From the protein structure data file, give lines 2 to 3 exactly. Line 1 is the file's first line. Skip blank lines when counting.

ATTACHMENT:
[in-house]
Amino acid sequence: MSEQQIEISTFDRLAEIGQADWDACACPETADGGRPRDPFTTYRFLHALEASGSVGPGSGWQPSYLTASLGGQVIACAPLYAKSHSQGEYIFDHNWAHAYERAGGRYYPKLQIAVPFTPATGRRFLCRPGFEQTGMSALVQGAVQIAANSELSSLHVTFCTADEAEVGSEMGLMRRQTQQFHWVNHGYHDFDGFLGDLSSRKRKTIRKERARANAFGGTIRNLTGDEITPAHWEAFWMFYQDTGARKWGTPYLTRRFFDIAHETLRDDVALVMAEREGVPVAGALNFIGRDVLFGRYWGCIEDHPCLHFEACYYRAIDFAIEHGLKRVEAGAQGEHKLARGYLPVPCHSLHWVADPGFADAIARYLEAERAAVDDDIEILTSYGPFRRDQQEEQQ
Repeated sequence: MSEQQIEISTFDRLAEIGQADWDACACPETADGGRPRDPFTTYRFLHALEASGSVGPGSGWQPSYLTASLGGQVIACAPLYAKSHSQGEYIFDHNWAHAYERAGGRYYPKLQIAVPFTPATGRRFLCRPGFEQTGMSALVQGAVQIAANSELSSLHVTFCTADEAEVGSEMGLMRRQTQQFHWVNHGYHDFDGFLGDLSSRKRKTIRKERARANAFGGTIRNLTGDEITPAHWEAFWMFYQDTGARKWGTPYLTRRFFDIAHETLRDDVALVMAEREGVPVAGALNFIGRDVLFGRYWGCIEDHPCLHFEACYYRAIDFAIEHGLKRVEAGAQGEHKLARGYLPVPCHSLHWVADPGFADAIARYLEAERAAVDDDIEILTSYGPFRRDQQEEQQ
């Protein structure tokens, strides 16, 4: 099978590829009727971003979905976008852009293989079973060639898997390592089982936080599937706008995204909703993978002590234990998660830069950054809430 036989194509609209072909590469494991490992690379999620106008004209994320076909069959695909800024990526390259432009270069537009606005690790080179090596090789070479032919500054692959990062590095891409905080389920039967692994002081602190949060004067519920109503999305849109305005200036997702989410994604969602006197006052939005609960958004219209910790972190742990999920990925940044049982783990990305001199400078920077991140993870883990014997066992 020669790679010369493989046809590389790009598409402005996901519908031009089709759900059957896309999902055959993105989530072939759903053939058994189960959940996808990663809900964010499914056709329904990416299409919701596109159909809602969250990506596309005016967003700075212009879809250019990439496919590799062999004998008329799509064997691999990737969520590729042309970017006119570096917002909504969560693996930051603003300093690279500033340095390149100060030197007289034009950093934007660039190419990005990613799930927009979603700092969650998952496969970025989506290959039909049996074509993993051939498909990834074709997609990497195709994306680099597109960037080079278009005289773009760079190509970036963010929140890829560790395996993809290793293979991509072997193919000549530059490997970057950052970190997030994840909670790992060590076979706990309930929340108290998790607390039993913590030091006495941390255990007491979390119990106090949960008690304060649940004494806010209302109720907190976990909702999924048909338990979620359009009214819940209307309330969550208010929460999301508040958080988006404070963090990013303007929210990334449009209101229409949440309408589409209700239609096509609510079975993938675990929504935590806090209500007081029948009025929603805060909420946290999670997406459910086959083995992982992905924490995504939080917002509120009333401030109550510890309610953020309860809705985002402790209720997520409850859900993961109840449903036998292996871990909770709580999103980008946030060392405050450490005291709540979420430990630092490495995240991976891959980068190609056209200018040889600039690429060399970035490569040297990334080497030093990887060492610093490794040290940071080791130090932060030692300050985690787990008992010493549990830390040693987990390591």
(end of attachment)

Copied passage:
Amino acid sequence: MSEQQIEISTFDRLAEIGQADWDACACPETADGGRPRDPFTTYRFLHALEASGSVGPGSGWQPSYLTASLGGQVIACAPLYAKSHSQGEYIFDHNWAHAYERAGGRYYPKLQIAVPFTPATGRRFLCRPGFEQTGMSALVQGAVQIAANSELSSLHVTFCTADEAEVGSEMGLMRRQTQQFHWVNHGYHDFDGFLGDLSSRKRKTIRKERARANAFGGTIRNLTGDEITPAHWEAFWMFYQDTGARKWGTPYLTRRFFDIAHETLRDDVALVMAEREGVPVAGALNFIGRDVLFGRYWGCIEDHPCLHFEACYYRAIDFAIEHGLKRVEAGAQGEHKLARGYLPVPCHSLHWVADPGFADAIARYLEAERAAVDDDIEILTSYGPFRRDQQEEQQ
Repeated sequence: MSEQQIEISTFDRLAEIGQADWDACACPETADGGRPRDPFTTYRFLHALEASGSVGPGSGWQPSYLTASLGGQVIACAPLYAKSHSQGEYIFDHNWAHAYERAGGRYYPKLQIAVPFTPATGRRFLCRPGFEQTGMSALVQGAVQIAANSELSSLHVTFCTADEAEVGSEMGLMRRQTQQFHWVNHGYHDFDGFLGDLSSRKRKTIRKERARANAFGGTIRNLTGDEITPAHWEAFWMFYQDTGARKWGTPYLTRRFFDIAHETLRDDVALVMAEREGVPVAGALNFIGRDVLFGRYWGCIEDHPCLHFEACYYRAIDFAIEHGLKRVEAGAQGEHKLARGYLPVPCHSLHWVADPGFADAIARYLEAERAAVDDDIEILTSYGPFRRDQQEEQQ